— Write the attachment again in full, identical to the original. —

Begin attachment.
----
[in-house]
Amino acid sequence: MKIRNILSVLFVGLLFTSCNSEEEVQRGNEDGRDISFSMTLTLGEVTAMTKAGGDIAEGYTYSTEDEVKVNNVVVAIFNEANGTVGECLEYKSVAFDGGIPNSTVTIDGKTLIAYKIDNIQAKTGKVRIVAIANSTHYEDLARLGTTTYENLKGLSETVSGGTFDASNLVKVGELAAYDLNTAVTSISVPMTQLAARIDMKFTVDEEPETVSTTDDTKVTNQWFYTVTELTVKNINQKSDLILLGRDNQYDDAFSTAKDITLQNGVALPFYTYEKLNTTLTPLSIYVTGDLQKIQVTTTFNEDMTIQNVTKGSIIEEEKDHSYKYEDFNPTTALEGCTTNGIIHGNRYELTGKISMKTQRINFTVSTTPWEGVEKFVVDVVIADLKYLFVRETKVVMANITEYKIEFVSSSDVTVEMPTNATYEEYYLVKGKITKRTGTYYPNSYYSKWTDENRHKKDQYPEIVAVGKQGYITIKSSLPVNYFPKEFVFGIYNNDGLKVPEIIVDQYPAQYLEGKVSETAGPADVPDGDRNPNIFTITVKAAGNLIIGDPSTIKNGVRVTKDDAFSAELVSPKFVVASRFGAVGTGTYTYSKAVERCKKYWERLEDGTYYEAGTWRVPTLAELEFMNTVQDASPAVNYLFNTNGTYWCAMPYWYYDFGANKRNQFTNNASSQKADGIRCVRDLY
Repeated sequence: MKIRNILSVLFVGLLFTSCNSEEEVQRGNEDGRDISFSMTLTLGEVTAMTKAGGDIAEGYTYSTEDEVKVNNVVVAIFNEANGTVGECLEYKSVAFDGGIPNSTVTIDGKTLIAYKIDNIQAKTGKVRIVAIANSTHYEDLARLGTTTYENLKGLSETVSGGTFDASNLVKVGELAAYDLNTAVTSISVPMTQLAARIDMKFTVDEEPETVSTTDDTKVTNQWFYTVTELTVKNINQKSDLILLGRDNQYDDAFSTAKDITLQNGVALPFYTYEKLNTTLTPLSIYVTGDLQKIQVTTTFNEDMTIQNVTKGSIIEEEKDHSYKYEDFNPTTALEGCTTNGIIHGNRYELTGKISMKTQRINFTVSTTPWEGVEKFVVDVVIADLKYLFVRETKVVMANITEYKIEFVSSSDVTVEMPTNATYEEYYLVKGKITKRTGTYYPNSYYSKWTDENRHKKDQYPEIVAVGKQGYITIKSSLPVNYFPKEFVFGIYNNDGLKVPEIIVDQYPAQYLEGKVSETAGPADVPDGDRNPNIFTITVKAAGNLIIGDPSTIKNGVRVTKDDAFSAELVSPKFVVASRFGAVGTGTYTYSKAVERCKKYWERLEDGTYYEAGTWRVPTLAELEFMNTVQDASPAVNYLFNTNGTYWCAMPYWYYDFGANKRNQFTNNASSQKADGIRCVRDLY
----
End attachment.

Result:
[in-house]
Amino acid sequence: MKIRNILSVLFVGLLFTSCNSEEEVQRGNEDGRDISFSMTLTLGEVTAMTKAGGDIAEGYTYSTEDEVKVNNVVVAIFNEANGTVGECLEYKSVAFDGGIPNSTVTIDGKTLIAYKIDNIQAKTGKVRIVAIANSTHYEDLARLGTTTYENLKGLSETVSGGTFDASNLVKVGELAAYDLNTAVTSISVPMTQLAARIDMKFTVDEEPETVSTTDDTKVTNQWFYTVTELTVKNINQKSDLILLGRDNQYDDAFSTAKDITLQNGVALPFYTYEKLNTTLTPLSIYVTGDLQKIQVTTTFNEDMTIQNVTKGSIIEEEKDHSYKYEDFNPTTALEGCTTNGIIHGNRYELTGKISMKTQRINFTVSTTPWEGVEKFVVDVVIADLKYLFVRETKVVMANITEYKIEFVSSSDVTVEMPTNATYEEYYLVKGKITKRTGTYYPNSYYSKWTDENRHKKDQYPEIVAVGKQGYITIKSSLPVNYFPKEFVFGIYNNDGLKVPEIIVDQYPAQYLEGKVSETAGPADVPDGDRNPNIFTITVKAAGNLIIGDPSTIKNGVRVTKDDAFSAELVSPKFVVASRFGAVGTGTYTYSKAVERCKKYWERLEDGTYYEAGTWRVPTLAELEFMNTVQDASPAVNYLFNTNGTYWCAMPYWYYDFGANKRNQFTNNASSQKADGIRCVRDLY
Repeated sequence: MKIRNILSVLFVGLLFTSCNSEEEVQRGNEDGRDISFSMTLTLGEVTAMTKAGGDIAEGYTYSTEDEVKVNNVVVAIFNEANGTVGECLEYKSVAFDGGIPNSTVTIDGKTLIAYKIDNIQAKTGKVRIVAIANSTHYEDLARLGTTTYENLKGLSETVSGGTFDASNLVKVGELAAYDLNTAVTSISVPMTQLAARIDMKFTVDEEPETVSTTDDTKVTNQWFYTVTELTVKNINQKSDLILLGRDNQYDDAFSTAKDITLQNGVALPFYTYEKLNTTLTPLSIYVTGDLQKIQVTTTFNEDMTIQNVTKGSIIEEEKDHSYKYEDFNPTTALEGCTTNGIIHGNRYELTGKISMKTQRINFTVSTTPWEGVEKFVVDVVIADLKYLFVRETKVVMANITEYKIEFVSSSDVTVEMPTNATYEEYYLVKGKITKRTGTYYPNSYYSKWTDENRHKKDQYPEIVAVGKQGYITIKSSLPVNYFPKEFVFGIYNNDGLKVPEIIVDQYPAQYLEGKVSETAGPADVPDGDRNPNIFTITVKAAGNLIIGDPSTIKNGVRVTKDDAFSAELVSPKFVVASRFGAVGTGTYTYSKAVERCKKYWERLEDGTYYEAGTWRVPTLAELEFMNTVQDASPAVNYLFNTNGTYWCAMPYWYYDFGANKRNQFTNNASSQKADGIRCVRDLY